My late wife Becky and I have cruised in Maxine all over the Pacific Northwest including twice to SE Alaska (4 month trips) and twice up the Columbia and Snake Rivers to Lewiston, ID. The photo was taken on the Columbia River near The Dalles and that strange board on her topside is to keep her off the wall of the locks (eight each direction!). Maxine is not a fast boat (7 knot cruising speed), but is very efficient using only 1.6 gallons/hour at that speed. I’ve spent way more on her maintenance than her value, but hey, it’s a boat and I love boating on her!
Maxine, 34’ CHB 1976; Belonging to Rob Hamilton:
I’ve had Maxine for 16 years. I’m the third owner and absolutely love this boat. She’s much more reliable than I am. (Any problems she’s had have been directly or indirectly my fault!) She is a tri-cabin layout with two full heads; fitted with a single 120 HP Ford Lehman diesel motor; I’ve updated the electronics and added a diesel heater for our cooler weather.
For Boaters, By Boaters™
America's Boating Club
The Pegasus 22 was a 22.5’ long performance rowing shell I designed, built the plugs and molds plus the first two boats for a client in the SF Bay area. She was designed to race in longer distance races across rough water from places like Berkeley to SF, SF to Marin, Alameda to SF, that sort of thing. I therefore designed her with a bit more freeboard and fuller section shapes for greater reserve buoyancy in waves than other single shells. She set 4 records for her class so she was very fast. My boat is hull #10 from the production run and was rowed extensively for awhile but fell on to concrete then filled with water causing extensive damage, I am just completing the repair after many years in pieces. There were several tears and fractures totaling more than 10’. Her livery now is white with metallic green and green pearl clear coat. Type your paragraph here.
America's Boating Club
We were extremely fortunate to have our good friend and member of the Pt Wilson Sail and Power Squadron , Gordan Lacey, as an electrical expert, install all of the new toys. She can do 9 knots but is most happy at 7-7.4 using about 1.75 GPH and 1600 RPM. With her 400 gallon diesel tank, that gives her the potential to motor to Alaska and back on a single tank of fuel. We are still trying to get used to central heat, hot and cold pressure water, showers (2) berths that are comfortable and warm, microwave ovens on board and fresh water flush heads after years on a racing sailboat!
Tsusiat, 36’ Grand Banks 1989; Belonging to Dan and Linda Newland:
Tsusiat is the newer version, about 6”+ wider and longer over the original. It has a single Ford-Lehman 135 HP engine. We purchased her in February of 2020 just before the World imploded. We looked at many GB 36’s and 42’s but were fortunate enough to wait until Tsusiat (Suzy for short but named after Tsusiat Falls, a waterfall on the West Coast of Vancouver Island). She was in spectacular condition having been babied and kept in a covered shed most of her life. The varnish was in great shape but already needed a new coat (which I just completed). She was missing a lot of electronics, however so we spent a lot of time and money with upgrades to new chart plotters, speed/depth, inverters, battery chargers, Galvanic Isolators, Balmar high output alternators, voltmeters…the list goes on for awhile but you get the gist.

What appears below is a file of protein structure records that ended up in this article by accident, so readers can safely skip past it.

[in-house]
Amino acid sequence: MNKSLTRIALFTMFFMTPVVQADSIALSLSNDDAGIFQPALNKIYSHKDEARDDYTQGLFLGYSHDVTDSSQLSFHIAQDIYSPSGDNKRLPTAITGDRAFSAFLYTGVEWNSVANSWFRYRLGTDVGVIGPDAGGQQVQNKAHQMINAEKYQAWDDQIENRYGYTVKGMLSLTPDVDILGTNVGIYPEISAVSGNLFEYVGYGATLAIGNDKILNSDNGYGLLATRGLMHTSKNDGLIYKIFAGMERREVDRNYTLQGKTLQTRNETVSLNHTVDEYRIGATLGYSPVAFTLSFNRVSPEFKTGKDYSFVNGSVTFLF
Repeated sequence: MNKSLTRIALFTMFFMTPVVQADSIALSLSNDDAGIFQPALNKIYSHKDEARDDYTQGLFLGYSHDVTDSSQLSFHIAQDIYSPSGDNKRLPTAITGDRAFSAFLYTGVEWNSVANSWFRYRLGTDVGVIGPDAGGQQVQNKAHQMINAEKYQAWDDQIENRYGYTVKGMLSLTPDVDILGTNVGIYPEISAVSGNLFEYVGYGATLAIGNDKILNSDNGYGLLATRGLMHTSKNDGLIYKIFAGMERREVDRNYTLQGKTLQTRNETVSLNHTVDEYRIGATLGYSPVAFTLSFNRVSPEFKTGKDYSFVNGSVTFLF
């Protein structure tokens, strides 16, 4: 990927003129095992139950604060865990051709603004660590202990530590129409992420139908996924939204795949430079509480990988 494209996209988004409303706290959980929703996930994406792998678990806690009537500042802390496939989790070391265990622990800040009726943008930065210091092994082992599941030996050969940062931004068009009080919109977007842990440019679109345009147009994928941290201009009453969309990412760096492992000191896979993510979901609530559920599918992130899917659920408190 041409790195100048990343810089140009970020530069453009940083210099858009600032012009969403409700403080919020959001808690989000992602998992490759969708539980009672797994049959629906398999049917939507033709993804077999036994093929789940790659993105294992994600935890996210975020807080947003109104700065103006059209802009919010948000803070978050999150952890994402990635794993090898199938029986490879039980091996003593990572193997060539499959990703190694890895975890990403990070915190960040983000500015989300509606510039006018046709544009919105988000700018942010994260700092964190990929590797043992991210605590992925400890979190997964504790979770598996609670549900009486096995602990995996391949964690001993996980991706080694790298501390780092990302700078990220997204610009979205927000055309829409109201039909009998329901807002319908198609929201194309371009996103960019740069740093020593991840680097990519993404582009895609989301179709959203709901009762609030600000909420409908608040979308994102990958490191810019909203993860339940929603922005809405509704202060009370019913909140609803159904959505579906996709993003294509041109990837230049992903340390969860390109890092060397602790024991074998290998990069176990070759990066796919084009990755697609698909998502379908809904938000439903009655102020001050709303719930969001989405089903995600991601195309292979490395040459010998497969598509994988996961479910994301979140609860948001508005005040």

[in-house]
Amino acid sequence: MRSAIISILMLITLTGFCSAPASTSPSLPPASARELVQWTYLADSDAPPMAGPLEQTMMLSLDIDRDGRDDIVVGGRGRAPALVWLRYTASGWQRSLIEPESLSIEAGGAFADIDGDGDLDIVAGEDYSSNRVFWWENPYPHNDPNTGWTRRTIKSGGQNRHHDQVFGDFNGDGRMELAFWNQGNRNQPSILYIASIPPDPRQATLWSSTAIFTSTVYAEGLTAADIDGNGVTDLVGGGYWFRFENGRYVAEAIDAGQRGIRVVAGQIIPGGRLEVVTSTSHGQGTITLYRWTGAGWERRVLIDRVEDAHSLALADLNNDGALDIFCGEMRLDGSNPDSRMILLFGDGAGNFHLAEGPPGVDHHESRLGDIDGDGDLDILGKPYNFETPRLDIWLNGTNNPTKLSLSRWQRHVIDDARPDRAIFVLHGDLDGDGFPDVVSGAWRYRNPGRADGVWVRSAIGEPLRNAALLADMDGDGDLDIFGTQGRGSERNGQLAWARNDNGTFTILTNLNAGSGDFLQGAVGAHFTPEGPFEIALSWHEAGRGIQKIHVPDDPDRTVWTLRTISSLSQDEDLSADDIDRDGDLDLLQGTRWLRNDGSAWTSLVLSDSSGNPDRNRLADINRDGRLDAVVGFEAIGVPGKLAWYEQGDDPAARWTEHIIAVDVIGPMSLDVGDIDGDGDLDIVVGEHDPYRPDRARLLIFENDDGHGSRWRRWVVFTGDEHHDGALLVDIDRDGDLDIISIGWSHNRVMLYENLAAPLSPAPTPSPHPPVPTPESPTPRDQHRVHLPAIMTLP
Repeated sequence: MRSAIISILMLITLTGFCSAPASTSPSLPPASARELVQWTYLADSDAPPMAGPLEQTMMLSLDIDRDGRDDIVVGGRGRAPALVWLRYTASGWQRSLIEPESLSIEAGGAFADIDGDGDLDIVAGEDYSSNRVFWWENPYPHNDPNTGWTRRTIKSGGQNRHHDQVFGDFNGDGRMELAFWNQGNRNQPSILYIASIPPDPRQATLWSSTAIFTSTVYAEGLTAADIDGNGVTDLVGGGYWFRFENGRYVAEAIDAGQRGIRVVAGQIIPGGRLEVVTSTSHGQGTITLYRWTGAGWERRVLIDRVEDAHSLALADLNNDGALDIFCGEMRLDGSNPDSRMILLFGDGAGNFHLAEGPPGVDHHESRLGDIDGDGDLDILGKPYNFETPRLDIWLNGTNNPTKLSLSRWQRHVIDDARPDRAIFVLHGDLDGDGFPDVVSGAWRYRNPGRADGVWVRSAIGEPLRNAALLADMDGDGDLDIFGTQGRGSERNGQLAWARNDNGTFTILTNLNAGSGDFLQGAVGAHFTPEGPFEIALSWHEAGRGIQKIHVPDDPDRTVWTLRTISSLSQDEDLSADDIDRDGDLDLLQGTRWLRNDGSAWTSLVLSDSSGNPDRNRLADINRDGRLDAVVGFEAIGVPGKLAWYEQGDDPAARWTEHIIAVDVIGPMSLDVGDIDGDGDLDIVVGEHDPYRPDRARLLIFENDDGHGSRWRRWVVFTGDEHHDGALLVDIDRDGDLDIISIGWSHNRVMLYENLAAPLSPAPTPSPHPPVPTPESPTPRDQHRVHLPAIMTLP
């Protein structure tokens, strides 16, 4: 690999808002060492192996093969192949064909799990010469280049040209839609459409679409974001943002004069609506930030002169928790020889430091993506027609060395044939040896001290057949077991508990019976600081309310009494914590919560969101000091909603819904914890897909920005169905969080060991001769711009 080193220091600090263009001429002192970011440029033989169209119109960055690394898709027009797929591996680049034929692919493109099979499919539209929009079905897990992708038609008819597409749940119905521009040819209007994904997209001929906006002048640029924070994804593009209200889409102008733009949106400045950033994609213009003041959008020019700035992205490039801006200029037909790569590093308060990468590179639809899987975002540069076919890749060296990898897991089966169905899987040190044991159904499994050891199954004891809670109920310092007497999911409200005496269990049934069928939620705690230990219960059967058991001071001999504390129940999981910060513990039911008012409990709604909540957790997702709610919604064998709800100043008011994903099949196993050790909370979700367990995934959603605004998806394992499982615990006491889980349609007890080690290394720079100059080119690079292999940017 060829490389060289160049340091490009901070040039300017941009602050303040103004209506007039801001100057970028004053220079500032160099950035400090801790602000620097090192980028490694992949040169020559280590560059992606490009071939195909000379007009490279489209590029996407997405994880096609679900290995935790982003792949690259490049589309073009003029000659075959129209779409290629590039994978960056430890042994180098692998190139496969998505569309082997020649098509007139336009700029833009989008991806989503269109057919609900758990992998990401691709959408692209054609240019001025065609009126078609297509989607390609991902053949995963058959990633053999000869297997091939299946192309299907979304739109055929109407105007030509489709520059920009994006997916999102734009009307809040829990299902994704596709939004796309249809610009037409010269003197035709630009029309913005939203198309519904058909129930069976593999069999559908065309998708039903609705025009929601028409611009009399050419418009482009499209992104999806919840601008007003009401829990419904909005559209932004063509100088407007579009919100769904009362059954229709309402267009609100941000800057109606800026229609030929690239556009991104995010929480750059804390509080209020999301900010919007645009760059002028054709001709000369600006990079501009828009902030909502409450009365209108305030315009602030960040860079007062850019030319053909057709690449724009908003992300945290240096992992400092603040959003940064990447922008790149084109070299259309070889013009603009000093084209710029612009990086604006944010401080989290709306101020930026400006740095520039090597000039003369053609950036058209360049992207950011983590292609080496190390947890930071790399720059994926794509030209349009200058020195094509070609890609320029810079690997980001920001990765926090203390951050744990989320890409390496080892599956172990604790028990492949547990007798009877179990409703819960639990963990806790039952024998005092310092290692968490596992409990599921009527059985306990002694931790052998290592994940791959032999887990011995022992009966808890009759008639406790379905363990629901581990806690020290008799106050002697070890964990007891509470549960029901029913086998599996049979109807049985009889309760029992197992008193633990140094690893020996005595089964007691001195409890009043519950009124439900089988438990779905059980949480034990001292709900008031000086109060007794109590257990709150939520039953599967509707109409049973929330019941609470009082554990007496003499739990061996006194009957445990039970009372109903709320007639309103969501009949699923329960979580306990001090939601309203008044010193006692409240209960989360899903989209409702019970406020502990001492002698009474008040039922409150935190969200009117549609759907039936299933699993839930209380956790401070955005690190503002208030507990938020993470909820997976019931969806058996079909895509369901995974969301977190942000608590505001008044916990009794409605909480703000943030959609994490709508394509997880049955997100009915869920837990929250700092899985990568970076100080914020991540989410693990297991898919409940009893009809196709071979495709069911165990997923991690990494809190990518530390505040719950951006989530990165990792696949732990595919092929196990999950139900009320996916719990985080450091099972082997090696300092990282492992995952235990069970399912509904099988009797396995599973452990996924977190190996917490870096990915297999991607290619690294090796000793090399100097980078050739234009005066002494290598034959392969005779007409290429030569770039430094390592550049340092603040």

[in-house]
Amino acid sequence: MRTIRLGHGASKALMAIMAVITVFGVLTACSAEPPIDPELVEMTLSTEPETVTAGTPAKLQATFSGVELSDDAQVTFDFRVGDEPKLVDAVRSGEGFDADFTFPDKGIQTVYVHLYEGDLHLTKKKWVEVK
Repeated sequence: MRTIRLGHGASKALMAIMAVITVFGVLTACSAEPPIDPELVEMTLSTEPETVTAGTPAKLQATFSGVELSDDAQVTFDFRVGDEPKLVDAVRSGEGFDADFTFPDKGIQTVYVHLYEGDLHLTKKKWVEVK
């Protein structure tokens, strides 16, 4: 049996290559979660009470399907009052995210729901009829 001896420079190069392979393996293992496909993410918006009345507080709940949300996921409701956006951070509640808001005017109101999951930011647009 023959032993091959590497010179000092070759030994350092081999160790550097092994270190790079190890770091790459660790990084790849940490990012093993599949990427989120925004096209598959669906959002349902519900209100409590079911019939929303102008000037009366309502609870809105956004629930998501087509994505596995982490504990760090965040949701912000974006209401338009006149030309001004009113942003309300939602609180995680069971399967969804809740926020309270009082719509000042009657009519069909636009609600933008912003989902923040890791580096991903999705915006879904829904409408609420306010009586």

These are 17’ kayaks made from full length strips of wood about ¾” wide and 3/16”thick routered with a convex edge that fits into the concave back. They are very light at about 40 pounds. The strips are bent over frames, sanded and fiberglassed then finished in clear urethane “car paint”. I built these from large planks of rough sawn wood that I ripped and routered myself. I was reluctant to design my own boat from scratch since I didn’t have a lot of experience in kayaks so I took the offsets from an existing designed that followed my design philosophy or reserve buoyancy, entry angles and such and made it my own. From the hull offsets, I designed my own deck and did my own style construction. The first was Linda’s kayak made from Sapele, Western Red and Alaskan Yellow Cedar, Peruvian Walnut and Bird’s Eye Maple. For my own, Celeste, I wanted to explore more areas of woodworking so I had 16 woods in her construction and did 19 inlays of planets, moons and comets. The topsides of Celeste is from a single 22’ x 8” x 2” plank of Clear and Dry Western Red Cedar that I selected for what I thought might be interesting figuring of the grain then seasoned it for 4 years. The strips were book matched and sequentially routered so that the cherry wood pink on the bow and walnut brown stern were laid in the hull the way they came from the tree.